Ecological potential

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  • This book contains research on the chemistry of each step of biogas generation, along with engineering principles and practices, feasibility of biogas production in processing technologies, especially anaerobic digestion of waste and gas production system, its modeling, kinetics along with other associated aspects, utilization and purification of biogas, economy and energy issues, pipe design for biogas energy, microbiological aspects, phyto-fermentation, biogas plant constructions, assessment of ecological potential, biogas generation from sludge, rheological characterization, etc....

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  • Drawing on the collective expertise of world authorities, Ecological Basis of Agroforestry employs extensive use of tables and figures to demonstrate how ecologically sustainable agroecosystems can meet the challenges of enhancing crop productivity, soil fertility, and environmental sustainability. Divided into four sections, this comprehensive volume begins with a study of tree-crop interaction in tropical and temperate climates.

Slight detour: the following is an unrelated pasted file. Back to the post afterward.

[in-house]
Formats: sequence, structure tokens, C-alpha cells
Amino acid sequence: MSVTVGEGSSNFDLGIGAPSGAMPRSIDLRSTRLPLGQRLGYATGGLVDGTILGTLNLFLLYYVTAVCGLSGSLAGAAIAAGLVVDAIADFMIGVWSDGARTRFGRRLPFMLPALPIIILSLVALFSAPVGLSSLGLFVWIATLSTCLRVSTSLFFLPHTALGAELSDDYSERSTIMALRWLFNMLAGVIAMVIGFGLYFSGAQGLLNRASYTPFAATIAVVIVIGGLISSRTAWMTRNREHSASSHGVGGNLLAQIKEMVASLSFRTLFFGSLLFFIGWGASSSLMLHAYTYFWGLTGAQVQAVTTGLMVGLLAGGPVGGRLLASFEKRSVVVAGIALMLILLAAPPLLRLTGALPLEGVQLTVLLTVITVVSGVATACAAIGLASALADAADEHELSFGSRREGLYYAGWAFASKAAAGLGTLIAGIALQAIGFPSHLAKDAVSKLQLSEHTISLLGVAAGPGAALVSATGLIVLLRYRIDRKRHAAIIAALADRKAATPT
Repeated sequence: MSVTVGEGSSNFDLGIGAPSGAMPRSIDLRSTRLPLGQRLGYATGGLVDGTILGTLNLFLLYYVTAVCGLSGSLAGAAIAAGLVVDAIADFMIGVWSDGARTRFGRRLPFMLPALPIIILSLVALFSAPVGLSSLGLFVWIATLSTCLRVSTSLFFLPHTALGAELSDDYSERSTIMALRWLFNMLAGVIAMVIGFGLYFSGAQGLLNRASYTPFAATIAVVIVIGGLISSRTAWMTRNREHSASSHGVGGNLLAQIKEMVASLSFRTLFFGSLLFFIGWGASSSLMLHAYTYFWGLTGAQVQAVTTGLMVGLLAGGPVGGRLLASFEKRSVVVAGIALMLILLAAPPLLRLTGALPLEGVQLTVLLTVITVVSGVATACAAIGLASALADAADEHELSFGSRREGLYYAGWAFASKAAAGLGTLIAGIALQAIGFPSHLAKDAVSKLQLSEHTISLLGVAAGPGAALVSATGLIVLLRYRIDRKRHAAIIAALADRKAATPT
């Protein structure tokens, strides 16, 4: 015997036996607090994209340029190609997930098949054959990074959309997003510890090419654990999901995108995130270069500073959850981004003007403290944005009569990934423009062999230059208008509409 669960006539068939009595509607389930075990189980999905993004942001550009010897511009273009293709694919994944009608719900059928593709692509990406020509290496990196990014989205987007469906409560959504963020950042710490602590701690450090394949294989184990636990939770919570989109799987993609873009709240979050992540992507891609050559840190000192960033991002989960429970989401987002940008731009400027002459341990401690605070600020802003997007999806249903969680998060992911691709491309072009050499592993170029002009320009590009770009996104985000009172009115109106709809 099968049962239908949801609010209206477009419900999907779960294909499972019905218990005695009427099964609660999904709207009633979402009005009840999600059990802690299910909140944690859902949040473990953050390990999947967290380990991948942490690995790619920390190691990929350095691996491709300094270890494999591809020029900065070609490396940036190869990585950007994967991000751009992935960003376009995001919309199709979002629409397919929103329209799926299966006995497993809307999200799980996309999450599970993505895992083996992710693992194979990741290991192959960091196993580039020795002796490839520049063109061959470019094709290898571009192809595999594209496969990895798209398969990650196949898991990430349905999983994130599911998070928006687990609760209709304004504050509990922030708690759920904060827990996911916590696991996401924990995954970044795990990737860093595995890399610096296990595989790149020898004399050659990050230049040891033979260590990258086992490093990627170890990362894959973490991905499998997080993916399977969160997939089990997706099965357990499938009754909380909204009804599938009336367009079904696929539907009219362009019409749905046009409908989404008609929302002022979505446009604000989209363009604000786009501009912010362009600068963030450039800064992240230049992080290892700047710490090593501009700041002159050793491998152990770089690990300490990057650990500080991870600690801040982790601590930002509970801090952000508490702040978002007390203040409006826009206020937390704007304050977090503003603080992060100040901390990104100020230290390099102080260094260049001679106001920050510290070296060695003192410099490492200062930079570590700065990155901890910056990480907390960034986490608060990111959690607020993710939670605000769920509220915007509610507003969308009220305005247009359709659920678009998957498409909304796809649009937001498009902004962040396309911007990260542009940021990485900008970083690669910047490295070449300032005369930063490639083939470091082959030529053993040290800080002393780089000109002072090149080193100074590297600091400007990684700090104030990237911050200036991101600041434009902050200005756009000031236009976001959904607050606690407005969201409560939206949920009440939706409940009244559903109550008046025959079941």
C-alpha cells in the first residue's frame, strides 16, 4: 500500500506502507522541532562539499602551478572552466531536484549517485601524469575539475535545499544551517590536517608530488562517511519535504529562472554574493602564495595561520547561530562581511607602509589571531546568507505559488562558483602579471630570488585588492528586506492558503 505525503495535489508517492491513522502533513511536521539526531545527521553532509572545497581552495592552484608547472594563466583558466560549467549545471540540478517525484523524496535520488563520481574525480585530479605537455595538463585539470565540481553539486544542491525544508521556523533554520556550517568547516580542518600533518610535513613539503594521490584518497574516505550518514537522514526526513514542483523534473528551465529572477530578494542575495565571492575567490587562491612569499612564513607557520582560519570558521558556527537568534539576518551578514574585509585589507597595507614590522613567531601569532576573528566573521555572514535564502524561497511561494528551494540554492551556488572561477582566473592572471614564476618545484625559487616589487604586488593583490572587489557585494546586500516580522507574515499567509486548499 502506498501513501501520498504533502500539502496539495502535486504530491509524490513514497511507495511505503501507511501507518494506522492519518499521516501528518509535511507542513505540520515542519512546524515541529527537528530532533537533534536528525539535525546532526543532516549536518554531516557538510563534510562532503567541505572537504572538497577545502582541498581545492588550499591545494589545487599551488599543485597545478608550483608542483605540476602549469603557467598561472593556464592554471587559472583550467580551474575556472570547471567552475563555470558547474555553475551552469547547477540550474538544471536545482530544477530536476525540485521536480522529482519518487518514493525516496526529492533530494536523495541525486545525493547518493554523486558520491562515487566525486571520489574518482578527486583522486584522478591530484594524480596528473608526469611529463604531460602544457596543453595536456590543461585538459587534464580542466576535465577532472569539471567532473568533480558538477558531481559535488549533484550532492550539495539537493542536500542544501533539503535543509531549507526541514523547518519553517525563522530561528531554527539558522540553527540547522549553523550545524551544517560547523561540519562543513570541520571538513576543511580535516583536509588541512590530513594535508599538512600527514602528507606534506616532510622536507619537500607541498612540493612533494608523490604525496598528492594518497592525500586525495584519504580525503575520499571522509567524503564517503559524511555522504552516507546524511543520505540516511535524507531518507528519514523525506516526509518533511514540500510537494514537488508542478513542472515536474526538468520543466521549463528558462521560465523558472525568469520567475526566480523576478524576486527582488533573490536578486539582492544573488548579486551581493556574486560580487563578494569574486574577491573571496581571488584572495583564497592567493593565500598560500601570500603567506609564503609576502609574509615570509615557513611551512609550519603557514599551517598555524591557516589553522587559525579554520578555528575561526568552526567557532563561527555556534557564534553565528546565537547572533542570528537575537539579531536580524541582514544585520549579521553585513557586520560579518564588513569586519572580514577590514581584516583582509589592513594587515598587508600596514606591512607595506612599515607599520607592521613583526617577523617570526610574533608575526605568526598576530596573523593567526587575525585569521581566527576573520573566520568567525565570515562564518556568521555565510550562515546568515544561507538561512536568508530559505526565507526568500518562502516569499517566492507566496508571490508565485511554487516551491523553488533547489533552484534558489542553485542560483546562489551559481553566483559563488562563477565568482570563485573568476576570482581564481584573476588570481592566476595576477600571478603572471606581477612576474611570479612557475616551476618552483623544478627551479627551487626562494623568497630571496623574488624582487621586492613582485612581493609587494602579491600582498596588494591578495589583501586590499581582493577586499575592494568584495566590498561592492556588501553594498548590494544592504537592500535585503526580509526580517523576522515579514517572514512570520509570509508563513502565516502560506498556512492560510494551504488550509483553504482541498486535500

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  • The third and fourth sections of the book include, respectively, studies for which the analysis is a modification of a traditional fluid mechanical approach and studies for which the approach is non-traditional. The division is admittedly subjective in that some of the traditional approaches have decidedly non-traditional elements.

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  • Farmers have a reputation for being innovators and experimenters, willing to adopt new practices when they perceive some benefit will be gained. Over the past 40 to 50 years, innovation in agriculture has been driven mainly by an emphasis on high yields and farm profit, resulting in remarkable returns but also an array of negative environmental side effects.

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  • Water is an important natural resource which forms the core of the ecological system. Human use of water depends on ambient water quality and human alterations of the landuse have an extensive influence on water quality. Water is typically referred to as polluted when its quality is adversely affected by contaminants and undergoes a marked shift in its capability to support the biological communities. The book is written for research scholars, hydrologists and environmentalists and especially students....

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  • Sewage sludge as an uncalled for product of wastewater treatment poses the challenge to society of disposing of it, but at the same time gives us the opportunity of beneficial use by closing the cycle of nutrients: sludge derived from agricultural activity must return to soil if a sustainable and ecologically sound management of these materials is desirable (SEQUI et al. 2000). At present the major ways of disposing of sewage sludges are deposition, landfill and incineration, only part of the sludges are used in agriculture. ...